Competition in times of economic turmoil?!

Only recently, we have blogged about cooperations in times of crisis (here). The string of bad news does not seem to end. So, one might ask the question whether it is (finally) time to relax antitrust rules and release companies from the firm grip of antitrust authorities (in which some companies claim to find themselves for many years). A recently published ICN paper provides a straightforward answer to this question.    

The fundamental issue

Is competition a good thing? Basic economic theory (comprehensible even for lawyers) demonstrates that competition leads to better prices, better quality of products and services and more innovation. So, in case one agrees, it is only consequent to demand the best possible conditions for competition and to have authorities ensure that companies can and do compete.

The discussions between antitrust authorities, lawyers and companies are therefore usually not concerned with the fundamental question whether antitrust law makes sense in the first place, but rather with whether individual measures are suitable for ensuring more competition. This can include questions as to whether a certain coordination between companies or the behaviour of a single, supposedly dominant company, really does have a restrictive effect on competition, or whether it is really necessary to prohibit a certain merger (and from the top of my head I am able to name several cases in which I don’t agree with the view of competition authorities). Nevertheless, competition is a good thing.

Does that change in time of economic crisis?

The ICN (the international network of competition authorities with approximately 140 member authorities from 130 countries) addresses this question in a new paper. Already during the so-called banking crisis in the wake of the Lehman crash in 2008, the ICN published a paper on this topic, so it is not entirely new.

The new paper emphasizes that “competitive markets are resilient, inclusive, dynamic, productive, innovative and efficient”. It describes that – in view of its authors – competitive markets are key to deal with an economic crisis and lists some examples of how competition and competition policy can address the effects of an economic crises, inter alia:

  • Promoting growth by ensuring competition with regard to (scarce) resources and for employees
  • Promoting green innovation and support a “green economic revocery”
  • Eliminate bottlenecks and ease supply chain constraints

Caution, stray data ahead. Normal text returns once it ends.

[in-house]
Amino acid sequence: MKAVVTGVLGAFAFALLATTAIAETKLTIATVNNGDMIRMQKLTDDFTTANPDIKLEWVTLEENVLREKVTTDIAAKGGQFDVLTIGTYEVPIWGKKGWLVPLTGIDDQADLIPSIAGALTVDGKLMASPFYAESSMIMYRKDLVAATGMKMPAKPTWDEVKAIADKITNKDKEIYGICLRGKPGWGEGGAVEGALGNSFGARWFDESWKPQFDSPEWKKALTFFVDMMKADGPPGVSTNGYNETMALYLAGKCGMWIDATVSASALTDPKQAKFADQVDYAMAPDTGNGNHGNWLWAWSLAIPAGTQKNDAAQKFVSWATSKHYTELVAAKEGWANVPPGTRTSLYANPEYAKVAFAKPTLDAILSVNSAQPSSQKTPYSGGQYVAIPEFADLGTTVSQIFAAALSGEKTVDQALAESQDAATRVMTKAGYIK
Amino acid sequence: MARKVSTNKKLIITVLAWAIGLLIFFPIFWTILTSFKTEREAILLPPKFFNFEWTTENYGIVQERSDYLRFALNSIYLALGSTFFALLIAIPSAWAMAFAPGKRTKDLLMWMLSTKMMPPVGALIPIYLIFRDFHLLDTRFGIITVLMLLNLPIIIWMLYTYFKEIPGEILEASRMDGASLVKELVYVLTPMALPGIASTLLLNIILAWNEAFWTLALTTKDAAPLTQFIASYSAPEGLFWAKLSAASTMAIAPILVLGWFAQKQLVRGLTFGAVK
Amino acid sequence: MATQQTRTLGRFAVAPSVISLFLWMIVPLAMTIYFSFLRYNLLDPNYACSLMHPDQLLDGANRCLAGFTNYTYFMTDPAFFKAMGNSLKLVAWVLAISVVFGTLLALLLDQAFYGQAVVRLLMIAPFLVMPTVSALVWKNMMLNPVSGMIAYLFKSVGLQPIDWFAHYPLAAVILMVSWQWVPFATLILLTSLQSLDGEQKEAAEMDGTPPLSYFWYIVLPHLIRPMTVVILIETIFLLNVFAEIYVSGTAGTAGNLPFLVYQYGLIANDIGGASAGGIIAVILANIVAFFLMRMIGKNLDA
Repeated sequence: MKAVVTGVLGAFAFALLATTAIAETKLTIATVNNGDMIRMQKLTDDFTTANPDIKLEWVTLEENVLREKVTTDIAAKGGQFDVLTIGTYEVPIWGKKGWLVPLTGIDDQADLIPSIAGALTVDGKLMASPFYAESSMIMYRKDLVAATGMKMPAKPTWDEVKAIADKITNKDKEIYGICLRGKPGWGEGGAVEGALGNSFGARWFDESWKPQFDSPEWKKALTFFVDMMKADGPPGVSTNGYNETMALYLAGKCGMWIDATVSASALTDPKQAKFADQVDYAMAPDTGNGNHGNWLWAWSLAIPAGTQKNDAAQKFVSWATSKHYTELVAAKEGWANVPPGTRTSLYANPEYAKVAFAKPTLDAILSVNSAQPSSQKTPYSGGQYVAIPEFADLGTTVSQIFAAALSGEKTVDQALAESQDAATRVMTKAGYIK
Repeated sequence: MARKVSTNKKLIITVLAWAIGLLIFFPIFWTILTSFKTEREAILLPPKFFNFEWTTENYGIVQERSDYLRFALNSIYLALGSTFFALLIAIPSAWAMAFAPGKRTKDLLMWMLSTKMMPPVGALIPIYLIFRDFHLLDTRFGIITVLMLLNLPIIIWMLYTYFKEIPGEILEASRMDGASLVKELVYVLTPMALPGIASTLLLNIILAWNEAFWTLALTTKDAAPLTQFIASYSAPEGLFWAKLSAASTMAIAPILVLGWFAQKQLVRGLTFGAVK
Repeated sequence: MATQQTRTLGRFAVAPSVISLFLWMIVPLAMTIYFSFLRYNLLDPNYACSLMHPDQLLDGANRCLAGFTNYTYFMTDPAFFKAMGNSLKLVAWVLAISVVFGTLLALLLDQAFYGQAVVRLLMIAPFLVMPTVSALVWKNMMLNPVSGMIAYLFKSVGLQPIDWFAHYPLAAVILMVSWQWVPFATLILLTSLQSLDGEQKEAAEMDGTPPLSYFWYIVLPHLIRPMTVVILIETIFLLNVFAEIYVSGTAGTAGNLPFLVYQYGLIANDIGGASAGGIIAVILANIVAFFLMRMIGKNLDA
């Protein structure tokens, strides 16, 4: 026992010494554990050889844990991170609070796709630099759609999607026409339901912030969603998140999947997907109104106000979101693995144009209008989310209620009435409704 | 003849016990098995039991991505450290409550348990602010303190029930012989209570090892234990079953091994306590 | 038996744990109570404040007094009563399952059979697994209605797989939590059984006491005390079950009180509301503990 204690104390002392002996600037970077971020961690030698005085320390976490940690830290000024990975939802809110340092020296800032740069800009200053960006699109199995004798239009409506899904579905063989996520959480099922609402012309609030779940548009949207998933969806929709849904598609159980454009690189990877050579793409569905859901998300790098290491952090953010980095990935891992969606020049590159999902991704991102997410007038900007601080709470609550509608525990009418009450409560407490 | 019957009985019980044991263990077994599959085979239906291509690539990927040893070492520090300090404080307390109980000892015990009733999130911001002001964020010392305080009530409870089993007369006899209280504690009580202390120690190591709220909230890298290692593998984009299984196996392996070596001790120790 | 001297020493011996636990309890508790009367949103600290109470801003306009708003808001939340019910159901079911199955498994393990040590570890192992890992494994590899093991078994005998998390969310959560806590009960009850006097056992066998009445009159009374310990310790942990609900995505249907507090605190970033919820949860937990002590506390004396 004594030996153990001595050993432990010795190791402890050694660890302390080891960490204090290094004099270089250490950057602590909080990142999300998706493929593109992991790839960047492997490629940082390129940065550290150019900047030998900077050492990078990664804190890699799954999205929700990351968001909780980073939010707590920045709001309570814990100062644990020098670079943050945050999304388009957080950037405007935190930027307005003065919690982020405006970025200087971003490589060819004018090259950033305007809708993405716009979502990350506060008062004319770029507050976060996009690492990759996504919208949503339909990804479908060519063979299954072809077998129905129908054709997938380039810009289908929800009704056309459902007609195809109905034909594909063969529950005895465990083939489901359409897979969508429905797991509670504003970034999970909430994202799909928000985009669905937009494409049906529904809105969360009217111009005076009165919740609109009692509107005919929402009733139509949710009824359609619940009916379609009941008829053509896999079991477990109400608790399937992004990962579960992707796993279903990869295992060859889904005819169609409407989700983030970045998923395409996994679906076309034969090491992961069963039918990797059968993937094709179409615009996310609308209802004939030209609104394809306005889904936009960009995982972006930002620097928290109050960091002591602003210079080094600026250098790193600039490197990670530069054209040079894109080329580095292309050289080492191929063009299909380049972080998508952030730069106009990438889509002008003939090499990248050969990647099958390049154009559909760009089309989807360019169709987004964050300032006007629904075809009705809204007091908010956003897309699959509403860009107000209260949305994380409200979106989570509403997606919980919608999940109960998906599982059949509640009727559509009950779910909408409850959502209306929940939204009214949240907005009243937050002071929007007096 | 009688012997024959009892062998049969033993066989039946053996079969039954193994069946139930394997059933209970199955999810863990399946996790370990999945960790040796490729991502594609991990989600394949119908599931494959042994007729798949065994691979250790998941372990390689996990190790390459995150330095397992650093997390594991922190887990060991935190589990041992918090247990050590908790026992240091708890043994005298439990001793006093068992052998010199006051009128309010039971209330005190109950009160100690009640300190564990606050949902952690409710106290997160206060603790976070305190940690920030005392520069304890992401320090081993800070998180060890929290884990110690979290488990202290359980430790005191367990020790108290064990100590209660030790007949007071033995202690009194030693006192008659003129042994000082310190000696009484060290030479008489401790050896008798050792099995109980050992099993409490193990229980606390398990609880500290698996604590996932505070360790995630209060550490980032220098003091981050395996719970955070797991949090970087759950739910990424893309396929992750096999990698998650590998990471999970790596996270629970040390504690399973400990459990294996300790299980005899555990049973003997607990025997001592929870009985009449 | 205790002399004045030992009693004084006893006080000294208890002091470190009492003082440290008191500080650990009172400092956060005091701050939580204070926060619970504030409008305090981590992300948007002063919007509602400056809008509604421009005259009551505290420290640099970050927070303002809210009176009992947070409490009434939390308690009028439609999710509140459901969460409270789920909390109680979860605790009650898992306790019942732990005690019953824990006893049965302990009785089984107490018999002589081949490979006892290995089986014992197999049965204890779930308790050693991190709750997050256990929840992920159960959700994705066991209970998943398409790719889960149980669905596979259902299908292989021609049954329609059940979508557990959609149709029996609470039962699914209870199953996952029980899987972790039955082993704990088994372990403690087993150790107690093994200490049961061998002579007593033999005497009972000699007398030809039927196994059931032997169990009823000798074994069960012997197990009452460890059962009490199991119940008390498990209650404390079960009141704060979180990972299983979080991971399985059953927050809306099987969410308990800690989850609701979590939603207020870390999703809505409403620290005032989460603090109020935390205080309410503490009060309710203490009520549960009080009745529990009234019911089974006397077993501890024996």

• Help markets adjusting to energy price shocks
  • Mitigate impacts of inflation

I leave it to everyone to judge for themselves whether they share that these goals can be achieved through antitrust law. What is noteworthy, however, is the paper’s explicit call for policymakers to support antitrust law also in times of crisis. It is worth mentioning that the benefits of competition for employees are mentioned in various spots in the paper – an indicator of upcoming enforcement priorities (also see here)?

In the crisis is before the upswing

So far, every economic crisis has been followed by an upswing. Competition certainly didn’t hurt. There is also a saying that cartelization increases during times of crisis. Regardless of whether this is true, however, one can be sure that antitrust enforcement will generally not be reduced during a crisis (let alone after it).

While the paper emphasizes that antitrust enforcement will not be neglected in time of crisis, various cases and statements from officials also show that competition authorities across the globe are willing to discuss certain matters and promise to take an “pragmatic view” (although this is not mentioned in the paper which “focuses” more on tough enforcement). For example, as we reported on an earlier blog, two recent cases of the German Federal Cartel Office give helpful guidance on if and how cooperations can be justified in times of economic turmoil even when the setup might raise concerns at first glance. So, the key message is: While (clear-cut) antitrust infringements will still be investigated and prosecuted by competition authorities, they are (and will stay) open to discuss borderline cases, as is also shown by the European Commission’s recently published guidance paper on its leniency regime (see our blog here).

Photo by Alexandre Lecocq on Unsplash